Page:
Back in Beijing, I had to wait almost a week to get the Uzbek visa processed. This gave me ample time to explore all the sights that are mentioned in the backpackers bible – the Lonely Planet guidebook. After trying in vain to find more sights in the French and Japanese guidebooks, I gave up. It seems that I have seen it all here. So I went exploring the city for some of the non-touristic sights, which means – for example – wandering around the Beijing Central Business District. Being off the tourist maps, it features some of wackiest modern buildings I have seen so far in Asia.
Visiting my brother Rene who is – by coincidence – working on a business project in Changshu, was a very welcome deviation from my current round-the-world trip.
So I have been rambling a lot about China in my past posts. Not all of it is that bad and I am actually collecting a list of things I do like here and which I probably will get used to and therefore might miss when leaving China.
33 Million people are living in the municipality of Chongqing. That is an awful lot of people. No wonder that this place is – by some – considered as being the biggest city in the world (at least population wise). Being achieved by a paper transaction that simply extends the municipality of Chongqing to include other cities nearby, this claim seems to me a bit dubious. In fact, visiting this mega-polis does not really feel like being in a very large city. Mexico City, Sao Paulo or even New York seem to be much more crowded and bigger. “Chongqing has the largest population of any organism called a city in the stretches far beyond any reasonable definition of a metropolitan area and has a land area similar to that of Austria.” (source)
Urumqi was a surprisingly nice stay, given the fact that the only reason to come here was an administrative stop for extending my Chinese visa. The town has a lot of markets – both Chinese and Uyghur. Nevertheless, a lot of these sites have become very touristic and it takes time to look beyond the purpose-built places to see some authenticity in the narrow alleys next to the main squares. I stayed in a perfect place, a new hostel downtown.
However, the staff’s lack of interest in their guests was mind blowing. In fact, guests would start to exchange hints and tips about the city among themselves. Relying on the staff was simply not an option, because they’d share only outdated information. They weren’t even interested in updating false information. Urumqi grows very fast and it is of no surprise that most printed matter is wrong when it comes to addresses. Either street names change, places move or new facilities are being opened. This is happening at a pace, that both the Rough Guide and the Lonely Planet are virtually worthless in this town.
So there was the “Olympic Torch Relay” in Urumqi on June 17th. And I was waiting for the processing of my Chinese visa extension and hanging around the place anyway. Obviously, this Olympic event would be a welcome change from the usual sightseeing. So I was decided to join the local crowd and cheer in tune for the upcoming 2008 games in Beijing.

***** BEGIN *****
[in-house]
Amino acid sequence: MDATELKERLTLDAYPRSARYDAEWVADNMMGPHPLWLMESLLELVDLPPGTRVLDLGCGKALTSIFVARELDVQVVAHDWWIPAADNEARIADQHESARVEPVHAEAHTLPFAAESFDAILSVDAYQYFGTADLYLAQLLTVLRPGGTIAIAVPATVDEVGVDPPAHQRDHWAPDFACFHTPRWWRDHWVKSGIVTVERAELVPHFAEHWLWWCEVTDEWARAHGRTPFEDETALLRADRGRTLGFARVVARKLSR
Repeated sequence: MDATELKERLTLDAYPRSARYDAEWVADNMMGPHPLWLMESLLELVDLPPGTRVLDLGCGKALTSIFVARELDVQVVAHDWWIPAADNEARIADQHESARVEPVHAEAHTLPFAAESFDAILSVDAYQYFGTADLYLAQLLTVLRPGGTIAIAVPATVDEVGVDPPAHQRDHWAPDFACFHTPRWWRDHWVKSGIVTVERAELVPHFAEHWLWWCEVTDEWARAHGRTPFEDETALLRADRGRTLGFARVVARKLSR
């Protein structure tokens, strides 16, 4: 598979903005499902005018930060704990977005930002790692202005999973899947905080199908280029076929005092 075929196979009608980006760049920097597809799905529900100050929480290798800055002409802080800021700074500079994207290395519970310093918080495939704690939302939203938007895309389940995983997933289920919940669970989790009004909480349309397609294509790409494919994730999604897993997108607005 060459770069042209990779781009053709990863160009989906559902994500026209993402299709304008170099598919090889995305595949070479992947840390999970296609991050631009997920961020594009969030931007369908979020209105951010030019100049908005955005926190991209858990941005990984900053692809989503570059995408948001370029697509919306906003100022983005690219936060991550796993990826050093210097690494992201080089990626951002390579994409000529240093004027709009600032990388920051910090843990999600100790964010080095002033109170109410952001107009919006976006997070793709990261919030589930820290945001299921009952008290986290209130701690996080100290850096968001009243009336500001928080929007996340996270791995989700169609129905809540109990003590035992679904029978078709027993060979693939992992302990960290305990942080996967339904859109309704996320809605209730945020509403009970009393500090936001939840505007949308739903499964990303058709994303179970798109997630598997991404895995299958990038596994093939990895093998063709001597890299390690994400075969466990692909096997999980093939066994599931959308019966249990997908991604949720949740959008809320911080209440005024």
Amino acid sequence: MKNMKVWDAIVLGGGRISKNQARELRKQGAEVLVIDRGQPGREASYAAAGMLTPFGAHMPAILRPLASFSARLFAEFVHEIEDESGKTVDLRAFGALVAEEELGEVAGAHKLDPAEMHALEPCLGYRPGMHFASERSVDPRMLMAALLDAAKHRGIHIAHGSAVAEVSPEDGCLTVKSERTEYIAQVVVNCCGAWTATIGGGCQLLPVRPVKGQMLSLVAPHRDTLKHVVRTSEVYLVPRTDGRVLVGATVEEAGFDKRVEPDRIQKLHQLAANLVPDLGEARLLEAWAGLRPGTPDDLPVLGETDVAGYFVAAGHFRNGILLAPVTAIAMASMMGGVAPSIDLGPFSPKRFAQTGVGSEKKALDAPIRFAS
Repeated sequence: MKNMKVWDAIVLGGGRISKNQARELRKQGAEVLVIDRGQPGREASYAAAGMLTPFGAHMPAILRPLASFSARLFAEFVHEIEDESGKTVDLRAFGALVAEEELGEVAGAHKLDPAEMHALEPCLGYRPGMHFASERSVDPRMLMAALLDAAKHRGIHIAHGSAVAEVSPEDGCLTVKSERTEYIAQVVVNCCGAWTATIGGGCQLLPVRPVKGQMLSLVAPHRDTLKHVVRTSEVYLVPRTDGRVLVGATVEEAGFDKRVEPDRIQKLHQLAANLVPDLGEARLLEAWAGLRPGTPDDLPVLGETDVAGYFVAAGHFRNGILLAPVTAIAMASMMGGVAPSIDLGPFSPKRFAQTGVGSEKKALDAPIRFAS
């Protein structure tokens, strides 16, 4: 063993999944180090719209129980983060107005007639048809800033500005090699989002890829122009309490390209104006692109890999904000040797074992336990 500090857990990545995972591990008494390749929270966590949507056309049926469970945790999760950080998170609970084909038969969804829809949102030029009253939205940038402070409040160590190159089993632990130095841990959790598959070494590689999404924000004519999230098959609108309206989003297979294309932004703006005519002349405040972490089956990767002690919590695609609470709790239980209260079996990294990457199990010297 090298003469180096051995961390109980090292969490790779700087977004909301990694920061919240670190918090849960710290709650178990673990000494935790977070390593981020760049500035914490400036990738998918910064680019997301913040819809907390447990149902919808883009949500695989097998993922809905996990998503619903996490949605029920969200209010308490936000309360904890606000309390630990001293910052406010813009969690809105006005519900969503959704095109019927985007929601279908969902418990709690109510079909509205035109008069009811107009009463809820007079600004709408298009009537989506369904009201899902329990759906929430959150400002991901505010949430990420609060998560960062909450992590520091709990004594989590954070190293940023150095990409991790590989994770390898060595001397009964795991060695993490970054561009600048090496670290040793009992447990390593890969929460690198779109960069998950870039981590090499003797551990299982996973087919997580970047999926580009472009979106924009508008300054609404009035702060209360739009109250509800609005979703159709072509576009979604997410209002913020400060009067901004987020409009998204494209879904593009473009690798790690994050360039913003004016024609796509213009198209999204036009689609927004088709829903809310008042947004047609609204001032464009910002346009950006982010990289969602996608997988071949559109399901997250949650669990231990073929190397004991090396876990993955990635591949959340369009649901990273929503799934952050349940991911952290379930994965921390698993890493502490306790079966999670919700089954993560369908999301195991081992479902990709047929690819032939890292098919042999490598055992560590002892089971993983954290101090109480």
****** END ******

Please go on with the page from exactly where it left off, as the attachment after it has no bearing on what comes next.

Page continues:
Traveling towards China’s Wild West along the silk road, there is a major oasis in the desert – called Turpan. Here we stopped to see various archaeological sites and stunning sceneries. In China – as elsewhere on the world – you need to pay for access to all the attractions. But the Chinese sometimes go a step further. So they do with the beautiful “Flaming mountains” (red sandstone hills in the Tian Shan mountains who have eroded over time). They are visible from almost everywhere along the highway around Turpan and we got plenty of scenic shots while visiting other sites nearby.
Visiting the most western point of the Chinese Wall was somewhat interesting. Located five to nine kilometers outside the city of Jiayuguan, the historic sites of interest are easily accessible by bicycle. Although the ride was very refreshing and the overall temperatures were nice, we soon discovered that this region suffers from heavy sand storms. One part of the problem cycling through a sand storm is the fact that your eyes are constantly crying out the dirt, the other problem is the sheer force of the wind which – Murphy’s law at its best – is blowing all the time against the general direction of the journey.
Dunhuang, located in the Hexi corridor, greeted Thomas and me with a beautiful sunrise upon arriving at the train station. This railway line is actually very new and not in any of the guidebooks. It is one of the many infrastructure improvements I have encountered so far in China. The station building is located about 4km from the town center, a minibus runs irregularly to downtown Dunhuang for about 3 Yuan. Nevertheless, we opted to share a taxi which dropped us in front of a hotel. A twin room (“standard room”) was advertised for about 280 Yuan and we managed to bring that price down to 80 Yuan. This is quite amazing, since the per person cost was the same as the price for a bed in a dormitory room in a major city.